The trouble with our knowledge of the world today is the surfeit of information available to us through the mass media—information almost as spectacle, with the onus on us to choose from the banquet. But this is an anachronistic situation, unprecedented in history.
For most of history, countries and civilizations had far too little information about each other and pounced with alacrity on the scraps of detail and rumour about faraway places brought to them by emissaries of other countries or merchants working the trade routes, or religious pilgrims. The long heyday of travel writing, when it held all the keys to the wonders of the world, lasted all the way from the Greek Herodotus in the fifth century BC to the early 20th century.
Now, a set of 20 paperbacks from Penguin, called the Great Journeys series, which has just been released, pays homage to the work of the most intrepid adventurers and chroniclers of the last two and a half millennia.
The method of the series editor, Simon Winder, is to choose the choicest sections from what are often very voluminous works (in the olden days, if you knew something about the world you put it straight in, without any editors to tell you they were going overbudget) to make a set of punchy travel narratives, each about a 100 pages long.
Included in this series of 20 volumes are abridged versions of Herodotus’ Histories; the ninth century Arab historian Masudi’s The Meadows of Gold; the travels in Asia of Marco Polo; the adventures in the New World of the 17th century British explorer William Dampier; Richard Burton’s journey, disguised as a Muslim, to Mecca; Anton Chekhov’s expedition to Sakhalin Island, the penal colony on the rim of the Russian empire; and George Orwell’s account of fighting in the Spanish Civil War in Fighting in Spain.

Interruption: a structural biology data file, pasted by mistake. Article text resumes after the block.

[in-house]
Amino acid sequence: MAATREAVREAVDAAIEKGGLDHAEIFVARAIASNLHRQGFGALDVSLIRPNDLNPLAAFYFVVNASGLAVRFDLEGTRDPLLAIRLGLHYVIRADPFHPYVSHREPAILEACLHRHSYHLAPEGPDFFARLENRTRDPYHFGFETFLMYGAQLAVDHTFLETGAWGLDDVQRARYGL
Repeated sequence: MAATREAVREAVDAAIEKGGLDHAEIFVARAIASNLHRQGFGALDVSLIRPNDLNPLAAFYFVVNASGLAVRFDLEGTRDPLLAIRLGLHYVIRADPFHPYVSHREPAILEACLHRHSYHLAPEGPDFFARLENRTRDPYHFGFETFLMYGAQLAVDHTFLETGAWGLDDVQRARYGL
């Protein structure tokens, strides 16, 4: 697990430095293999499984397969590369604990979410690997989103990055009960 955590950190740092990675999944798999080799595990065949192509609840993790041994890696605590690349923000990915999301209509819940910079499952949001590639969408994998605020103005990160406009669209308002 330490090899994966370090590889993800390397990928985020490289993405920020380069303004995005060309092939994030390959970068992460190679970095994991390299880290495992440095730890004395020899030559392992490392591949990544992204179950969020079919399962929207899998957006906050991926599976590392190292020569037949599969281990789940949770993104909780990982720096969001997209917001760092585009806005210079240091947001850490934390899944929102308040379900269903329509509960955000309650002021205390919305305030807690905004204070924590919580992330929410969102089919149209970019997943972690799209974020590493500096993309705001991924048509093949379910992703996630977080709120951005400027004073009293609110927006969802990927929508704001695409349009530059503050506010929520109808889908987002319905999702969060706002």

Nor is the list as male-driven as one would imagine. Among the women explorers whose accounts are featured are Mary Kingsley, who journeyed to Cameroon in the 19th century (The Congo and the Cameroons), and Isabella Bird, who explored the dangerous world of the Rocky Mountains of Colorado and reported to readers the flavour of a world of cowboys, grizzly bears and rattlesnakes in Adventures in the Rocky Mountains.
Of these books, the oldest and most influential is clearly Snakes with Wings and Gold-digging Ants from Histories by Herodotus, the Greek who roved widely in Egypt and Persia in the fifth century BC and wrote a comprehensive account of what he saw and heard there. Herodotus’ work is not characterized by the tendency to evaluate other cultures by criteria specific to one’s own. Instead, he used his knowledge to show his countrymen how many of their customs and inventions actually originated in other cultures. Not only was Herodotus the father of reportage, writes the great Polish foreign correspondent Ryszard Kapuscinski (himself represented in the Great Journeys series by a book called The Cobra’s Heart), he was also the first globalist, conscious of the dignity of cultures unlike his own.
Thousands of years after Herodotus, three men in ragged clothes, their faces bronzed by exposure to the sun, provoked consternation as they entered the town of Venice. These were none other than the merchant Marco Polo, his father and his uncle, returning to Venice after 26 arduous years of travel in Asia. The excitement of these years is recounted in the Travels, excerpted in the series as The Customs of the Kingdoms of India.
If not as good a writer as Herodotus, Marco Polo certainly had the same curiosity. His descriptions of the people of the Malabar coast are admirably precise (they bathe twice a day in cold water, eat no beef, believe in astrology and use only the right hand to eat), and he was the first to name the countries of Asia in their proper consecutive order, only it shad no influence on contemporary map-making because nobody knew whether to believe him.
In a way then, it is we, in our information-rich world, who are best placed to appreciate and compare the achievements of the great explorers through the ages.
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